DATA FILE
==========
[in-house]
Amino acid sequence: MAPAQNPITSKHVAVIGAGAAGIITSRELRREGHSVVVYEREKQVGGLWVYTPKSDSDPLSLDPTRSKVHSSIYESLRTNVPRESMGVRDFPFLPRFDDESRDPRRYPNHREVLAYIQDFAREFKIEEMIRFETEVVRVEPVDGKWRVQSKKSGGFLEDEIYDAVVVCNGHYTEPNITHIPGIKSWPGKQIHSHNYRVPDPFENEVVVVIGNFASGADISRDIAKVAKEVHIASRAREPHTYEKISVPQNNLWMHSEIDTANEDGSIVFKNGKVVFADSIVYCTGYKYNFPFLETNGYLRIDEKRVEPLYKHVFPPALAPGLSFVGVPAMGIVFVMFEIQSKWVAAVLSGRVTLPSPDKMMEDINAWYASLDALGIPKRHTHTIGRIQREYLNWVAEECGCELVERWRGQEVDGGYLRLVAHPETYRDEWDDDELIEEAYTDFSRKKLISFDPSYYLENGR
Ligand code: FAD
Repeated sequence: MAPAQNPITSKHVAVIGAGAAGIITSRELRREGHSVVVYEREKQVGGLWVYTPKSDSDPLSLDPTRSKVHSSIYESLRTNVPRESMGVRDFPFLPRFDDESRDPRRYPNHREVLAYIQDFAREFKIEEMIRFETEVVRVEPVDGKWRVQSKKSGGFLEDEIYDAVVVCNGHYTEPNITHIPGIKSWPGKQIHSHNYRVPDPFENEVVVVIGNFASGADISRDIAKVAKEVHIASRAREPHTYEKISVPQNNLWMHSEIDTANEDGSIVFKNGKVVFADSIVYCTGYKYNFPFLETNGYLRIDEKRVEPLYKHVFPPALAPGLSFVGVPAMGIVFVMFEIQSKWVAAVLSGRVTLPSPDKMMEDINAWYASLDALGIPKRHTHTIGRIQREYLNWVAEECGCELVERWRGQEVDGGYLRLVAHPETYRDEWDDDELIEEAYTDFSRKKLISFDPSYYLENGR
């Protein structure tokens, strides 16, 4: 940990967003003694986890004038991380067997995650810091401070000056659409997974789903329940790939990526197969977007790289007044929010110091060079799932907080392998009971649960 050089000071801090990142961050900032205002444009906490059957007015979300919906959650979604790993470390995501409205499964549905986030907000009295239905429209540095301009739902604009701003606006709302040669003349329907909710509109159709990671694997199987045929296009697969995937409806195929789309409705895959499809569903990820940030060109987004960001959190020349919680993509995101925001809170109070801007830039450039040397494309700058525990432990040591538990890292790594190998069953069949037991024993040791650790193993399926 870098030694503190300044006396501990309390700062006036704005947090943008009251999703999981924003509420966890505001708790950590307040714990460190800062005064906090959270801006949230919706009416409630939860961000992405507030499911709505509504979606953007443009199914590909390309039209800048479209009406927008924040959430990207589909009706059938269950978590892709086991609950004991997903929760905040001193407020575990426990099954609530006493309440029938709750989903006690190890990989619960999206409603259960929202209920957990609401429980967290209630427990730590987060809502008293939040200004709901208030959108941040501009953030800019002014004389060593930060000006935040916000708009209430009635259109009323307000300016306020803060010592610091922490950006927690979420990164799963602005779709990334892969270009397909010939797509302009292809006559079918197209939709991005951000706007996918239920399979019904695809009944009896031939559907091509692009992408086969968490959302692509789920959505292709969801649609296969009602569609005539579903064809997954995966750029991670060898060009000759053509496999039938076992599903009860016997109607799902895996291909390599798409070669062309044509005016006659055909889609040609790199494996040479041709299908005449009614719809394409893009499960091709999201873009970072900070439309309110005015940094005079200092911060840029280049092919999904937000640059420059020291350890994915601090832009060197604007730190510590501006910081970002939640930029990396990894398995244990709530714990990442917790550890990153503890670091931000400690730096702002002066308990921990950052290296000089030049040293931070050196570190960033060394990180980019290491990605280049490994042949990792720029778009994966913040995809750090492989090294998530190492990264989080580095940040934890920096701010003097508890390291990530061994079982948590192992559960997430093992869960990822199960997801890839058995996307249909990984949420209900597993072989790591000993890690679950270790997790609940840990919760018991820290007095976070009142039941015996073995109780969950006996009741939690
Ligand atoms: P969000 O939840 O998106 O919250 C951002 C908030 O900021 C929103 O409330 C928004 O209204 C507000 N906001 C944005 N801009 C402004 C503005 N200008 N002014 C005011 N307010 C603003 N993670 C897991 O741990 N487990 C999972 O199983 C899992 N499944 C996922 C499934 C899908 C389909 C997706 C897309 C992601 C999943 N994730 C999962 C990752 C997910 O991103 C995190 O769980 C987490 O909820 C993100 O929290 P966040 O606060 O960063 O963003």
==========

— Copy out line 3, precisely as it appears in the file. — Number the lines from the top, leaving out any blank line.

Ligand code: FAD